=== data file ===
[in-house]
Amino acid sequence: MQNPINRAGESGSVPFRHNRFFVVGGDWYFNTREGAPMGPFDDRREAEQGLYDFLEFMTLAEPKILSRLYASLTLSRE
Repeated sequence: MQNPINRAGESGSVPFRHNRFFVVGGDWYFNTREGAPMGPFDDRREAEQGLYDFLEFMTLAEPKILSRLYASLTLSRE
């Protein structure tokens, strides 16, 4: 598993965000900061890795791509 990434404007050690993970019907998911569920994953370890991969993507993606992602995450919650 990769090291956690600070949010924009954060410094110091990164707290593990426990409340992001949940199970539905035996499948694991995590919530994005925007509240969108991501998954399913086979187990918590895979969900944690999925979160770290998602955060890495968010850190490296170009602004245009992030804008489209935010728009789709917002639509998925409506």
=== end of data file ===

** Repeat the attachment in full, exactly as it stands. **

[in-house]
Amino acid sequence: MQNPINRAGESGSVPFRHNRFFVVGGDWYFNTREGAPMGPFDDRREAEQGLYDFLEFMTLAEPKILSRLYASLTLSRE
Repeated sequence: MQNPINRAGESGSVPFRHNRFFVVGGDWYFNTREGAPMGPFDDRREAEQGLYDFLEFMTLAEPKILSRLYASLTLSRE
């Protein structure tokens, strides 16, 4: 598993965000900061890795791509 990434404007050690993970019907998911569920994953370890991969993507993606992602995450919650 990769090291956690600070949010924009954060410094110091990164707290593990426990409340992001949940199970539905035996499948694991995590919530994005925007509240969108991501998954399913086979187990918590895979969900944690999925979160770290998602955060890495968010850190490296170009602004245009992030804008489209935010728009789709917002639509998925409506």